About a week ago, the WSJ ran an article titled Mark Zuckerberg is No James Madison. The article argues that a constitution is similar to a block of computer code—a valid point, although I would argue it is also true of legislation and contracts in general…both the code, and the constitution/law/contract must be sufficiently clear and unambiguous to be executable without reference to their originators.
Then the article goes on to say that ‘the Constitution understands human nature. Facebook, dangerously at times does not. In designing the Constitution, Madison managed to appeal to people’s better angels while at the same time calculating man’s capacity to harm and behave badly. Facebook’s designers, on the other hand, appear to have assumed the best about people. They apparently expected users to connect with friends only in benign ways. While the site features plenty of baby and puppy photos, it has also become a place where ISIS brags about beheadings and Russians peddling misinformation seek to undermine the institutions of a free society.’
The attempt to create a parallel between Zuckerberg and Madison is a strange one, IMO, given the completely different nature of the work the two men were doing. Madison was attempting to create a new model for a self-governing country, Zuckerberg was attempting to make money for himself and his investors, and maybe to provide a little fun and value for his users along the way.
What I find especially problematic is the ‘therefore’ that the author draws:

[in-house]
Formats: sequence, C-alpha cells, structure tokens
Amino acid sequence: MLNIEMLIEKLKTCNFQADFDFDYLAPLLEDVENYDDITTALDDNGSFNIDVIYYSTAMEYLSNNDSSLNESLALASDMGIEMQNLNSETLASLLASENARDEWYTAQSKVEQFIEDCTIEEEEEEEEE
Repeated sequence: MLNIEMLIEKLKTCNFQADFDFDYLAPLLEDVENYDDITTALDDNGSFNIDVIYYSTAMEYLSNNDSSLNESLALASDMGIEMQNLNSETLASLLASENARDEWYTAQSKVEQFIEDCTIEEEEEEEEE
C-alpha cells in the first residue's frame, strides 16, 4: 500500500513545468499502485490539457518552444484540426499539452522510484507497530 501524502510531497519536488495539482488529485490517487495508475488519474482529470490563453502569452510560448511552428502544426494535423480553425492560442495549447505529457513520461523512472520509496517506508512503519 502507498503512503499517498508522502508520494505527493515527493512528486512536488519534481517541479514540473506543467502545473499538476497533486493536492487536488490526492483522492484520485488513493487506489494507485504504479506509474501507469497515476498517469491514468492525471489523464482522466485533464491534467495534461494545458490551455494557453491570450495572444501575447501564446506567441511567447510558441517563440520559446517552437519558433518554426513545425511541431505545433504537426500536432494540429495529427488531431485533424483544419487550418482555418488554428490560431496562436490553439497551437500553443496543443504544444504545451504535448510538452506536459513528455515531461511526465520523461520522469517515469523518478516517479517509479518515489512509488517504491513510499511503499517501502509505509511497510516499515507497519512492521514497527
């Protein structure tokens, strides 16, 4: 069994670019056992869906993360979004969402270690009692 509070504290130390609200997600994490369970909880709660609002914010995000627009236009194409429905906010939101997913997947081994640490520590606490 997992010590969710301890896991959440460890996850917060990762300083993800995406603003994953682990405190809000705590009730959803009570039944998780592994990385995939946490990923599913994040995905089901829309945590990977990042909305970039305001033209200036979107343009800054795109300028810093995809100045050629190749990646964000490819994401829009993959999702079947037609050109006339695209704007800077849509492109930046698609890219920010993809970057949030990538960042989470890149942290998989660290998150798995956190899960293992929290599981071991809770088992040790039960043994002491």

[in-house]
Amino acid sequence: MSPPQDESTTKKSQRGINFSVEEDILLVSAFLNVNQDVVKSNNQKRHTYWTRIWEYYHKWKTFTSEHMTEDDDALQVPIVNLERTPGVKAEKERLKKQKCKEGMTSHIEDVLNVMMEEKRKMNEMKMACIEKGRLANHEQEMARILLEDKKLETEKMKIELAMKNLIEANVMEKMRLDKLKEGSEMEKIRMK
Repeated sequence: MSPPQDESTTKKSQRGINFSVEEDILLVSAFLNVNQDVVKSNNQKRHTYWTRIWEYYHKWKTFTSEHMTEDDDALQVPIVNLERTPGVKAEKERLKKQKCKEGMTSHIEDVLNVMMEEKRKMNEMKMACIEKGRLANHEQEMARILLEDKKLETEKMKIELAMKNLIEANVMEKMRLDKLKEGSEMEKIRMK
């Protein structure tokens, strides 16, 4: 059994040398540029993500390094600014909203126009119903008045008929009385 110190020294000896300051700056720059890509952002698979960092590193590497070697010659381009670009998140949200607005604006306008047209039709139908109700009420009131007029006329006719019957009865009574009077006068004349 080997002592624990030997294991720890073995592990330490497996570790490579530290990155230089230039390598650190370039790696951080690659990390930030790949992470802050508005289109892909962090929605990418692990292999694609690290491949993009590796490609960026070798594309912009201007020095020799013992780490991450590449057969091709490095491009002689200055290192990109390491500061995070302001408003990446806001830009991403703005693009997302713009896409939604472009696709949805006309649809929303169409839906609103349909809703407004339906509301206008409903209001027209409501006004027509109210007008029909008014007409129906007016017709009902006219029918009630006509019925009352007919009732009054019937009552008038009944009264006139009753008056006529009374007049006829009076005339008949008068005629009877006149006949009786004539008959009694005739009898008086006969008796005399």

Facebook insists it is not a media company. Maybe so. But unless it takes on the responsibilities of an editor and publisher by verifying the identities of users, filtering content that runs on its platform, and addressing the incentives to post specious or inflammatory “facts,” Facebook should expect to be policed externally.
But is Facebook really a publisher, or it is it more of a printer? If someone..Ben Franklin in the mid-1700s or some corporation today…is running a printing shop, running printing jobs for all who will pay, should he or it be held accountable for validating the truth of the material printed and verifying the identities of the customers?
A traditional web hosting company, I would argue, is far closer to a printer than to a publisher: it is providing technical services for the distribution of content which is originated and controlled by others. A social media company such as Facebook, which prioritizes some content over other content in its feeds, disallows certain content, sells advertising closely linked to highly granular user characteristics, etc..is not so close to a traditional printer, but neither is it a traditional publisher: it is really a new sort of entity.
In my view, it would be highly dangerous to legally require FB (or any other social media company) to verify the identities of users and especially to require users to post under their real and identifiable names. This could be an opening wedge leading us back in the direction of licensing printers and requiring an imprimatur on publications. Requiring social media companies to flag and delete posts that involve death threats or other threats of violence certainly seems reasonable–but, especially in today’s fevered political climate, it would likely shade into also requiring the suppression of ‘hate speech’, to be defined as anything sufficiently outside the Overton Window of conventional thinking, as that conventional thinking exists at any particular point in time.
There are serious issues with social media, but the solution should not involve returning to a world of ‘gatekeeper’ media, still less reversing this country’s and the world’s progress toward freedom of the press.